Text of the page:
G.I. Joe: The Rise of Cobra

G.I. Joe: The Rise of Cobra


Reviewed by: Andrew Robertson

Born as a toy line intended to replicate the success of Barbie but for boys, reborn in the early Eighties in a scale popularised by Star Wars with an attendant cartoon series, GI Joe isn't so much a Real American Hero as a heartless exercise in market exploitation.

So, too, the film. Presumably intended, as Transformers was, to fill the void in the lives of thirtysomething men who miss the certainty of good triumphing over evil on their childhood Saturday mornings, it's over-long, over-written, over-egged. Too many cooks for certain, but throw in a cast who must all, one assumes, be trying to recoup recent losses in the property market, and a requirement to defend established brand equity, and you get a film that manages to be both noisy and boring.

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The first and most obvious comparison is Transformers: Revenge Of The Fallen - it's this summer's other big movie based on a line of toys, it's got sequences set in Egypt, it's got a director with a solid metier, and it, too, is rubbish.

Stephen Sommers wrote and directed The Mummy and its sequels, and also Hugh Jackman vehicle Van Helsing. He has an eye for action, a sense of adventure and, presumably, a mortgage; this is lifeless, tedious hack-work. He apparently wrote some of the story, helped by Michael Gordon (who wrote some of the screenplay for 300) and Stuart Beattie (of Pirates Of The Caribbean, and, oddly, Australia and Collateral). Throw in David Elliot, who wrote Mark Wahlberg filial vengeance flick Four Brothers, and his co-writer Paul Lovett, and it starts to become clear what happened here. There's a children's party game where everyone takes a turn writing a paragraph, and the next person only gets to see the last sentence.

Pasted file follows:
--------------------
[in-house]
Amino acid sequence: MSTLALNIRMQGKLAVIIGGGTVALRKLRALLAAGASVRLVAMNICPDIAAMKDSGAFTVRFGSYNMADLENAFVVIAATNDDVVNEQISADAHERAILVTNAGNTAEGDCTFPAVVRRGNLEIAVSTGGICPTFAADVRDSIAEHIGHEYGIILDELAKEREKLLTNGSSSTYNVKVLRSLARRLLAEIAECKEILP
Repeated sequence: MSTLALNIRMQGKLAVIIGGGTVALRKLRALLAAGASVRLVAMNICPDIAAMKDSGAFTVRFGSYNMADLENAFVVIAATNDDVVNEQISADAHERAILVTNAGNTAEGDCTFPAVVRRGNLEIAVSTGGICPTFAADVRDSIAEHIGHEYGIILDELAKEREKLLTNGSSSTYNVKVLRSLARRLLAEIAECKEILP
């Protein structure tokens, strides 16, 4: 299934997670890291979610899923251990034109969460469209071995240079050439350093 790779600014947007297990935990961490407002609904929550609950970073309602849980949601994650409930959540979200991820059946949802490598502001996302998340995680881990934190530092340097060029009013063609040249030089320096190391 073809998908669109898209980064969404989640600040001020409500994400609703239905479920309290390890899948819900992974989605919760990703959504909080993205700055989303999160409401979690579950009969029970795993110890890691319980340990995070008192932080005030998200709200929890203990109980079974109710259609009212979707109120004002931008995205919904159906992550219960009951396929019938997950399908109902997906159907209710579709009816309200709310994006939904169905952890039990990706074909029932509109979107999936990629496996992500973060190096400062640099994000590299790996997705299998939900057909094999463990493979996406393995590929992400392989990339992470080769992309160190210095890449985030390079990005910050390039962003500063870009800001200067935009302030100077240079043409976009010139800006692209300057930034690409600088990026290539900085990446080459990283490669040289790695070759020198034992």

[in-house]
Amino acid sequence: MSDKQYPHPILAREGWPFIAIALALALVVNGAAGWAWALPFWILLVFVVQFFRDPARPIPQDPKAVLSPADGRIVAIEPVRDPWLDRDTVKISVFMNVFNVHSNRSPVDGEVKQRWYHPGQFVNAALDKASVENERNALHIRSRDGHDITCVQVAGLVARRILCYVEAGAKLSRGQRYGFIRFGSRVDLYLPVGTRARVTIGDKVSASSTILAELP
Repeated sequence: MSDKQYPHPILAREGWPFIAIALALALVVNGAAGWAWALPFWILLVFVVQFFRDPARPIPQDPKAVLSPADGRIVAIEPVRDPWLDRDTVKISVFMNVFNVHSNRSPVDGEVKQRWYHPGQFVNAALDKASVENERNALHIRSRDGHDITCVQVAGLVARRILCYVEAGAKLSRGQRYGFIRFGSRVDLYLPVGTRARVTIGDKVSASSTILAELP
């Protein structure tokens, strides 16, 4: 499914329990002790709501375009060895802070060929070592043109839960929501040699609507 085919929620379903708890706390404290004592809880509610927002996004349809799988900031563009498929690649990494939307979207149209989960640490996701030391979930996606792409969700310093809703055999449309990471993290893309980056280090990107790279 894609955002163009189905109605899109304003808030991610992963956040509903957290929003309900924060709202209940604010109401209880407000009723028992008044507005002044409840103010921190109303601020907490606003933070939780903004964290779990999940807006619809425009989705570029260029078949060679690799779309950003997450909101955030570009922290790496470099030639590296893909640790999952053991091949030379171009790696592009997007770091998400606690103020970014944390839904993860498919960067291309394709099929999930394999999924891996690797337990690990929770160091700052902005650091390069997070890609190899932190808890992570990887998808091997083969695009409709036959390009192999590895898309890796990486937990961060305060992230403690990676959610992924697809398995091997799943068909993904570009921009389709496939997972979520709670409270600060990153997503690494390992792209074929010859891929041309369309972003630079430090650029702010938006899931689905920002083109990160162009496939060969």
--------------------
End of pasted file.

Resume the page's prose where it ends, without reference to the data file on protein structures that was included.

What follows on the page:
Presumably there was also a need to introduce a new vehicle or playset environment in each of these sections, reference a character or trope from the cartoon, and justify what appears to be a ridiculous budget. There are loads of toys: miniature submarines (under the Egyptian desert); tunneling torpedoes; missile-launching snowmobiles; ram-equipped Hummers; super jet fighters that use 'Celtic' voice commands; Apache helicopters; other, bad-guy-driven miniature submarines; a bigger submarine for the goodies; a magic hover-aeroplane that's black; a different magic hover-aeroplane that's silver and doesn't have a windscreen; an armoured convoy that gets ambushed by one of those flying things; a 'command' submarine; all those and robot pajamas that are called 'accelerator suits'.

Oh, there's a secret base near the Pyramids at Giza too, called 'The Pit', whose location is secret despite the fact that they fly past those pyramids on their way home, and they've also got an aircraft carrier. The Transformers, at least, are capable of disguise - with names like 'Heavy Duty', a costume on a ninja that includes lips, and one of those command centres that includes enough workers for spontaneous rounds of applause when they should really be doing command centre type stuff, it's literally incredible that this mob are secret.

It's almost as unlikely that this nonsense is accidental. Or, rather, it's pretty certain that nobody had the courage to take a step back from this mess at any stage and determine that it was god awful and try to fix it, and while they were trying their best to make do an awful lot of other stuff from other movies crept in.